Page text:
Muslims celebrate Eid amid fears

2013-08-08 15:56
An Afghan woman prays during Eid al-Fitr, which marks the end of the fasting month of Ramadan, in Herat. (Aref Karimi, AFP)

An Afghan woman prays during Eid al-Fitr, which marks the end of the fasting month of Ramadan, in Herat. (Aref Karimi, AFP)

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Jakarta — Millions of Muslims began celebrating the end of the fasting month of Ramadan on Thursday with morning prayers followed by savoury high-calorie feasts to mark the holiday, amid concerns over violence.

In Syria, mortars pounded an upscale district of Damascus in the same area where President Bashar Assad was attending holiday prayers at a mosque. A rebel brigade claimed on its Facebook and Twitter pages that it hit the motorcade, but the information minister denied the attack and state TV showed Assad at the mosque.

The Eid al-Fitr holiday includes three days of festivities after a month of prayer and dawn-to-dusk fasting for Ramadan, when observant Muslims abstain from eating, drinking, smoking and sex as a way to test their faith. But despite Eid's peaceful message, some countries remained on heightened alert amid fears over violence.

Afghan President Hamid Karzai took a moment after Eid prayers in a speech to thank security forces fighting the insurgency and called for the Taliban to lay down their arms, stop killing and join the political process.

In Indonesia, the world's most populous Muslim nation, throngs of believers donning brand new clothes made their way to mosques. The holiday is also a time of reflection, forgiveness and charity — cars were seen driving around the capital, Jakarta, carrying people handing out envelopes to the poor.

Fireworks exploded across Jakarta throughout Wednesday night, with hundreds of people gathering at a landmark downtown traffic circle to watch the impromptu displays.

Tight security


Still, Indonesian authorities were on high alert after a small bomb exploded in Jakarta earlier this week outside a Buddhist temple packed with devotees praying. Only one person was injured, but two other devices failed to detonate. Officials have said the attack appears to have been carried out by militant Muslims angry over sectarian violence in Buddhist-majority Myanmar.

Indonesia's National Police chief, General Timur Pradopo, said he mobilised thousands of officers to help safeguard the millions involved in the mass exodus across the country, an archipelago of about 17 000 islands. Police also stood guard at mosques, churches and temples in many cities.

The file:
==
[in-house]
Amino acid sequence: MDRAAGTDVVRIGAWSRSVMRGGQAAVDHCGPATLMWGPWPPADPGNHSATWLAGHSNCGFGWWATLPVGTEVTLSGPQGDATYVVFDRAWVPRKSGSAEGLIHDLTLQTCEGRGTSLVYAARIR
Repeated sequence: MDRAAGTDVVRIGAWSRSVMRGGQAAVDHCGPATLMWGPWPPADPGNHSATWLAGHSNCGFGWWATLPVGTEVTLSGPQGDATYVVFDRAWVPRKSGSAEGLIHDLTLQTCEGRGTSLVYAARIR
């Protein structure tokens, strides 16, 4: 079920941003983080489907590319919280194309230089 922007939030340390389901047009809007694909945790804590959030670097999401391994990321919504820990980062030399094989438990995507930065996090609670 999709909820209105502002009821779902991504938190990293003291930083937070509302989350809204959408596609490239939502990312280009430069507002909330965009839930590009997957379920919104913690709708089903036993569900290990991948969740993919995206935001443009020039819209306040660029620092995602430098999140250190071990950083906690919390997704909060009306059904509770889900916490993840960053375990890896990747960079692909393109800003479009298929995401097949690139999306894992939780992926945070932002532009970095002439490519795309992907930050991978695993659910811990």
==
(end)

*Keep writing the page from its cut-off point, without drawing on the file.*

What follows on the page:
In Vietnam's capital, Hanoi, about 100 Muslims braved a stormy morning to pray at the city's sole mosque, on the edge of the old quarter. The Vietnamese imam gave a sermon in Arabic and then English to the congregation, which comprised mainly expatriates. Vietnam is also home to around 60 000 indigenous Muslims, most of them in the south.

Meanwhile, in the Philippines on Thursday, the military clashed with fighters from the militant Muslim group Abu Sayyaf, killing one soldier and an estimated seven militants, said local army commander Colonel Carlito Galvez. The operation was based on information that the group was building bombs to be used in attacks in southern cities at the end of Ramadan. The latest violence follows two weeks of bomb attacks across the volatile southern Philippines that has killed 16 people and wounded about 100.

Thailand's security agencies have also warned about more frequent, escalated insurgency attacks at the end of the Ramadan period in the three Muslim-dominated southernmost provinces that border with Malaysia, despite its ongoing peace talks with Muslim separatists facilitated by its southern neighbour.

"The end of Ramadan is the period the insurgents will attempt to show off their strategies and attacks," said Colonel Jaroon Ampha, an adviser to the National Security Council.

Muslims believe God revealed the first verses of the Qur'an to the Prophet Muhammad during Ramadan, which starts with the sighting of the new moon. The Muslim lunar calendar moves back through the seasons, meaning Ramadan starts 11 days earlier each year under the Western calendar.

Not all countries begin celebrations on the same day. India, Pakistan and Bangladesh, for instance, are expected to officially begin Eid on Friday after the moon is sighted there. However, the holiday was celebrated on Thursday with dancing in the streets and firing guns in the air in Pakistan's North Waziristan tribal area, the main sanctuary for Taliban and al-Qaeda militants in the country, after officials there urged residents to begin the festivities after the moon had been sighted in Saudi Arabia.



- AP
Read more on:    bashar assad  |  hamid karzai  |  thailand  |  afghanistan  |  syria  |  philippines  |  religion  |  syria conflict
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